A: Still I’m glad that y’all would like to talk with us for this beautiful magazine, but we’re just musicians, we’re just people and we don’t have this grand perspective or knowledge or anything.
continue reading on the next page
But isn’t this approach of not knowing and then finding out as you go along also comparable to what you do when you come up with new music?
V: Yeah, you’ve done the record and when you talk to people you get new information because you get to hear their interpretations of it, so everything starts to change meaning–so that’s something to look forward to. They’re not ours anymore. It’s yours.
How has your perception of the first two albums changed over the past years?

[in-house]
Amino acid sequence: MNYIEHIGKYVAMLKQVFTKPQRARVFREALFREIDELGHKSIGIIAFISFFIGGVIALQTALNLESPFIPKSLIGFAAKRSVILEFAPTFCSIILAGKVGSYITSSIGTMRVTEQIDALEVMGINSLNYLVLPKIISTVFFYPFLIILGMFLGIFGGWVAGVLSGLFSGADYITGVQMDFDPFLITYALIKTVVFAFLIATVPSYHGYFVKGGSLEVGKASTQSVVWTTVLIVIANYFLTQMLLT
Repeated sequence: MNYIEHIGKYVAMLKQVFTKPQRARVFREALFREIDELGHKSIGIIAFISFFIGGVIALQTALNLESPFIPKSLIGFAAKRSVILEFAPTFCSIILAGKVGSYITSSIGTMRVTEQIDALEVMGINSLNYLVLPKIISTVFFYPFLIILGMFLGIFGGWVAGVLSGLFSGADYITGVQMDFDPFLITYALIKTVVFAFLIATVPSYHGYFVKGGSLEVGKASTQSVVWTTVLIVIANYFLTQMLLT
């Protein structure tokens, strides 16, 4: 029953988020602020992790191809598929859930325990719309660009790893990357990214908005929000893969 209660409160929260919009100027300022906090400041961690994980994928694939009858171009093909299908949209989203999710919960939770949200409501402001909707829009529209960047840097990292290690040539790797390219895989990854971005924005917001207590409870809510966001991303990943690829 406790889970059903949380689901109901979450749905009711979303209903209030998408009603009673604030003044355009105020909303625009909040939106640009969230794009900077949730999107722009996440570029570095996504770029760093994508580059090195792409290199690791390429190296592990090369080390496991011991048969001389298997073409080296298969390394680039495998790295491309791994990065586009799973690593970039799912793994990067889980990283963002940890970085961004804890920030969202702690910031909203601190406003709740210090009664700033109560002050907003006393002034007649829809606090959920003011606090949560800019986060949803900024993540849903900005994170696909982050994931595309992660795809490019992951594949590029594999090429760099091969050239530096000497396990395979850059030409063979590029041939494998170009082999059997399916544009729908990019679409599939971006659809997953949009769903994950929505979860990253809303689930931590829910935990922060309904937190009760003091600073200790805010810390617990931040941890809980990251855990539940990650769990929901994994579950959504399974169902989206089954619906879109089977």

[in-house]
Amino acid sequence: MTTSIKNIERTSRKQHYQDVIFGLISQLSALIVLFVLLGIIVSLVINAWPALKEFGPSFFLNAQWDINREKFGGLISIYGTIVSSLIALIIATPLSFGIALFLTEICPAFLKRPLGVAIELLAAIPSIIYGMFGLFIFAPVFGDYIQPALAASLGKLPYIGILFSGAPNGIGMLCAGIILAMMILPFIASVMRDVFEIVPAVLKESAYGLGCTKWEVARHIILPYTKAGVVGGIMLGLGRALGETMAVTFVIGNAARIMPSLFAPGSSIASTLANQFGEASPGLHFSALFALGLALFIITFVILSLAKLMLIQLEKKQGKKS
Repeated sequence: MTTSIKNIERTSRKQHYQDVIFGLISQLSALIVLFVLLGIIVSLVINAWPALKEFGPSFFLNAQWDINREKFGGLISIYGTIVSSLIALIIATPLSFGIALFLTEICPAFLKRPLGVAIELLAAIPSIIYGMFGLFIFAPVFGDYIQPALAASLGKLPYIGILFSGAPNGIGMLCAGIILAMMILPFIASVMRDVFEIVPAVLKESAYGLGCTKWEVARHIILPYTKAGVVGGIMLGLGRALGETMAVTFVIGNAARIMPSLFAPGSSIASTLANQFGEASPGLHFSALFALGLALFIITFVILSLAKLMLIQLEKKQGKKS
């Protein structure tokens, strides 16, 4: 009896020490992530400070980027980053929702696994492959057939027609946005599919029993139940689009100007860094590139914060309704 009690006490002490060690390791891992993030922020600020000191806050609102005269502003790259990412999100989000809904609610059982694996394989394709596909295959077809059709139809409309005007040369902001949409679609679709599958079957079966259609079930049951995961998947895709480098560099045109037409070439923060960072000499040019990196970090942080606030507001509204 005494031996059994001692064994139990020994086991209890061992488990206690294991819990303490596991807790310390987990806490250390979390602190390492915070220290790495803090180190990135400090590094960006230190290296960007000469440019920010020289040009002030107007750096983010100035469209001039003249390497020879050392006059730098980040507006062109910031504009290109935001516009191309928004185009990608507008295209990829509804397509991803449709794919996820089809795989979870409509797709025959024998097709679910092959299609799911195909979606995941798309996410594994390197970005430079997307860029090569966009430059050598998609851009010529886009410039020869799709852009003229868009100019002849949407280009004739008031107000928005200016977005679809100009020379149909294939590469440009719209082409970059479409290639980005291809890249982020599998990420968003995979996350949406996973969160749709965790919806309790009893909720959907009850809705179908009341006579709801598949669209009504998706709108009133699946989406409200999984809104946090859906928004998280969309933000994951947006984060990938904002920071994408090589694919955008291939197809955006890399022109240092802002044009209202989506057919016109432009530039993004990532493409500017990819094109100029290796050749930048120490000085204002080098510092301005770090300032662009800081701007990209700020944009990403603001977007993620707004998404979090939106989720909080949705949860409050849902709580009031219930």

A: I think it’s like she was just saying: when people come up to us and talk to us after shows or when we do interviews, we get to constantly learn these new ways in which our music is being interpreted. And I think all that seeps into our psyche a little bit, so that’s maybe one of the reasons why we were obsessed with making all of the new songs giant. Like really epic, containing tons of energy, feeling and being multi-colored. Maybe that has something to do with it.
Yet, what exactly did people say that in turn triggered this urge to create vast songs?
A: Well, I don’t think it works like: A plus B equals C. It’s more just what we did, we weren’t thinking about it so directly.
V: Whenever you do something it’s just very natural that you want to go further. After two records we just didn’t want to make another heavily reverbed record. We wanted something that had life and movement and dynamic. A lot of bands will just do the same thing on every record, and they don’t change the envelope because… I don’t know, maybe their audience doesn’t want them to change.